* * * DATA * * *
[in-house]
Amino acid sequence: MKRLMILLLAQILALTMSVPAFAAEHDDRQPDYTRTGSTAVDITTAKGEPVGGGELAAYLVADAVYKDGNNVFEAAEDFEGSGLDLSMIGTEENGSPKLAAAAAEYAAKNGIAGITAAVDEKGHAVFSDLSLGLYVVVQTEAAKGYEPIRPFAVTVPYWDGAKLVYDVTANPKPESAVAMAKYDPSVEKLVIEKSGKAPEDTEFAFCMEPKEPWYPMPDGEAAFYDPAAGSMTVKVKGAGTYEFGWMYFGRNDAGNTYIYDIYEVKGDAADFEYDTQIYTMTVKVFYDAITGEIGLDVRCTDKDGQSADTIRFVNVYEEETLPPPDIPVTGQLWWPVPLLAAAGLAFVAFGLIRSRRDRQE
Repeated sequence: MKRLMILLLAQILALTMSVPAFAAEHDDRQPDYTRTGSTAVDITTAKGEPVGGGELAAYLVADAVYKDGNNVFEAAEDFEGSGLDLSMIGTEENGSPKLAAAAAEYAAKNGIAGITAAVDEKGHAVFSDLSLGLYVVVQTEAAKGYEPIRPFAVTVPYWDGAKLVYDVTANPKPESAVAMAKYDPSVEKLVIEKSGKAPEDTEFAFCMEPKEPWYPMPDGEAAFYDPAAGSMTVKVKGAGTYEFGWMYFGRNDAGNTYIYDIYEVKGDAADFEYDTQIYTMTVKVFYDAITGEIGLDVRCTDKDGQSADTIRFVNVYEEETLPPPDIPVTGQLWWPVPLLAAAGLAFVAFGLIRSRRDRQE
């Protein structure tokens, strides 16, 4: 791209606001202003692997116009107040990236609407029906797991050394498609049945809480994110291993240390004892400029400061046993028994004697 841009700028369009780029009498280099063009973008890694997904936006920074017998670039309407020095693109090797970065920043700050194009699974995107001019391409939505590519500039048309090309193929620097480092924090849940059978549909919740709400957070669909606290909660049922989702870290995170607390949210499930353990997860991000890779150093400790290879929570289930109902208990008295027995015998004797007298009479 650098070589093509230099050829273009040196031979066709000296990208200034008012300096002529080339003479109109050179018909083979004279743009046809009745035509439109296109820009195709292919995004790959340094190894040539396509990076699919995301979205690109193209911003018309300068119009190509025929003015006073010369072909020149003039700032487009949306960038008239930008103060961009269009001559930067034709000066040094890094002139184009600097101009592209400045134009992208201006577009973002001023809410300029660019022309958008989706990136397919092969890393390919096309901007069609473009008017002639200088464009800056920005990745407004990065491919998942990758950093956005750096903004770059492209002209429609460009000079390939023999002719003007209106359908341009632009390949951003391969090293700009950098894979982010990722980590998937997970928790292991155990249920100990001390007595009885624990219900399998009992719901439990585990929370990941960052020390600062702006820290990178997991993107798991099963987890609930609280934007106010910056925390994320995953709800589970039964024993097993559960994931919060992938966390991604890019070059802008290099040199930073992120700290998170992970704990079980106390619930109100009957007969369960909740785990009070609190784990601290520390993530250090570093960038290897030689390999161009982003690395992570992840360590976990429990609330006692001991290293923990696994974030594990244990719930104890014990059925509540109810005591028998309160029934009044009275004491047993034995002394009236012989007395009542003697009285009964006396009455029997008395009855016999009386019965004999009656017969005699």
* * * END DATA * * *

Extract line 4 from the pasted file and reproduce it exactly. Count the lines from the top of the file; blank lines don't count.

């Protein structure tokens, strides 16, 4: 791209606001202003692997116009107040990236609407029906797991050394498609049945809480994110291993240390004892400029400061046993028994004697 841009700028369009780029009498280099063009973008890694997904936006920074017998670039309407020095693109090797970065920043700050194009699974995107001019391409939505590519500039048309090309193929620097480092924090849940059978549909919740709400957070669909606290909660049922989702870290995170607390949210499930353990997860991000890779150093400790290879929570289930109902208990008295027995015998004797007298009479 650098070589093509230099050829273009040196031979066709000296990208200034008012300096002529080339003479109109050179018909083979004279743009046809009745035509439109296109820009195709292919995004790959340094190894040539396509990076699919995301979205690109193209911003018309300068119009190509025929003015006073010369072909020149003039700032487009949306960038008239930008103060961009269009001559930067034709000066040094890094002139184009600097101009592209400045134009992208201006577009973002001023809410300029660019022309958008989706990136397919092969890393390919096309901007069609473009008017002639200088464009800056920005990745407004990065491919998942990758950093956005750096903004770059492209002209429609460009000079390939023999002719003007209106359908341009632009390949951003391969090293700009950098894979982010990722980590998937997970928790292991155990249920100990001390007595009885624990219900399998009992719901439990585990929370990941960052020390600062702006820290990178997991993107798991099963987890609930609280934007106010910056925390994320995953709800589970039964024993097993559960994931919060992938966390991604890019070059802008290099040199930073992120700290998170992970704990079980106390619930109100009957007969369960909740785990009070609190784990601290520390993530250090570093960038290897030689390999161009982003690395992570992840360590976990429990609330006692001991290293923990696994974030594990244990719930104890014990059925509540109810005591028998309160029934009044009275004491047993034995002394009236012989007395009542003697009285009964006396009455029997008395009855016999009386019965004999009656017969005699």